For five years—five wonderful years—after Matthew and I met, our love for each other was easy. We were best friends. We hardly ever fought. Our relationship was straightforward, unmarred. Then we had a baby, and during the three years that followed that event, things were . . . well, they were different. Not awful, most of the time. Just challenging. Stretching. The big fights were big, and the little ones were frequent. By the end of those years, though, Matt and I had several key advantages we didn’t have before that to us, made the experience well worth the trouble. First, we had a deep understanding of what it takes to be a happy family.

Second, we had a happy family.

And that’s what we still have: a family. A happy one. It’s been five years since Harper was born, and things have never been better between us. I still talk to Gen and Marianne about my issues with Matt, read the occasional marriage book—even get advice from my inner self once in a while. But most of my self-improvement energy is now focused on parenting my two children. While relationship challenges with Matthew still arise—and with some regularity—the themes of my solutions are often repeated, revisited. I circle back to much of what I learned during that time, and mostly that’s enough to get me through. Part of the reason for this is that these themes are fairly flexible. And the other part of the reason is Matthew.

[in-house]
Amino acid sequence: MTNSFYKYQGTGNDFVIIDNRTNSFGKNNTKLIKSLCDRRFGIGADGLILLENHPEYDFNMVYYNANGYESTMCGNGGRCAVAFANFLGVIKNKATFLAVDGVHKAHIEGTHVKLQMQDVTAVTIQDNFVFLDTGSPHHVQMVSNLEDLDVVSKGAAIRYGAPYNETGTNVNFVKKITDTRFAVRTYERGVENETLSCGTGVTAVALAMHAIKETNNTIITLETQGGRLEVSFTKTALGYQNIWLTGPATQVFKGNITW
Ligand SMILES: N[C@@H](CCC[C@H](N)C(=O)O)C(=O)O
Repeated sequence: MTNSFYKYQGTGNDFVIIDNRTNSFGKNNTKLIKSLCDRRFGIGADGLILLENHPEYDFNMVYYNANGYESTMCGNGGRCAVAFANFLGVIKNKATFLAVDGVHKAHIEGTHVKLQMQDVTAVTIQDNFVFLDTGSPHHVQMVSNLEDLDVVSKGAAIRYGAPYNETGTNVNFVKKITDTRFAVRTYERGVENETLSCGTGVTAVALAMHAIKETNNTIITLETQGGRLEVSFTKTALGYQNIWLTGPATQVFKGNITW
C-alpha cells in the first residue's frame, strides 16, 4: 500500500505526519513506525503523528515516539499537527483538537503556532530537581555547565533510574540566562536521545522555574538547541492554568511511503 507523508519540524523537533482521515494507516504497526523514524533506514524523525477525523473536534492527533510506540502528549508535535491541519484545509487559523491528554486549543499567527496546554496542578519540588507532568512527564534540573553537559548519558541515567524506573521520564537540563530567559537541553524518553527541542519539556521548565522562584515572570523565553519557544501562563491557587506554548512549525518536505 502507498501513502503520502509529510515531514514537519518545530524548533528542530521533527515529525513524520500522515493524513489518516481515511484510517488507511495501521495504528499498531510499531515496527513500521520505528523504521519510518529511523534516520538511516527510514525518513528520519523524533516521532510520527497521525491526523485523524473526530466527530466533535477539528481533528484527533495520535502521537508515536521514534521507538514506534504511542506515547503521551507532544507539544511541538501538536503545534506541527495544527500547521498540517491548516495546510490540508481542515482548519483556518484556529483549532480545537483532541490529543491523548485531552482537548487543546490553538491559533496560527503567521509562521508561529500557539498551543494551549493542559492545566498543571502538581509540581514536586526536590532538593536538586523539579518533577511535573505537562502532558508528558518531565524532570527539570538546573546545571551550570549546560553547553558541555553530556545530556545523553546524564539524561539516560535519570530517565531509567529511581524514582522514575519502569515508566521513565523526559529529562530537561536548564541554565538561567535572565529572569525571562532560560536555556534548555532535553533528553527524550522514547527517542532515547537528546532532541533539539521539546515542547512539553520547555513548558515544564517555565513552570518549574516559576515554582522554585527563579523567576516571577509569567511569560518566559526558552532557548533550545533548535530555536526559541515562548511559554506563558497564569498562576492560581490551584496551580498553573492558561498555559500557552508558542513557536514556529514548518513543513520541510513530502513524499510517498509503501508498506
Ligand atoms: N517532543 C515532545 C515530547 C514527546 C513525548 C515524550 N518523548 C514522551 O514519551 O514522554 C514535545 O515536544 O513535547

These days, Matthew just gets it in a way he didn’t before. Truly, he is a better husband. He talks to me more. He’s vulnerable, honest. He is, once again, the best friend I found when we first started dating.

And in some ways, he’s even better. He’s a dad now, of course, and an excellent one: patient, and giving, and wise. He’s not as moody as he used to be—he’s learned how to communicate his needs and feelings with more self-awareness. And he’s a great deal more helpful. Every single night, his schedule is the family’s schedule. He does the laundry. He reads to the kids, brushes their teeth, takes them grocery shopping. And he’s in for the hard stuff, too: sleepless nights, discipline, potty training. More important than any single thing he does, though, is the way he makes me feel when he’s with me.

These days, every day, I feel loved.

***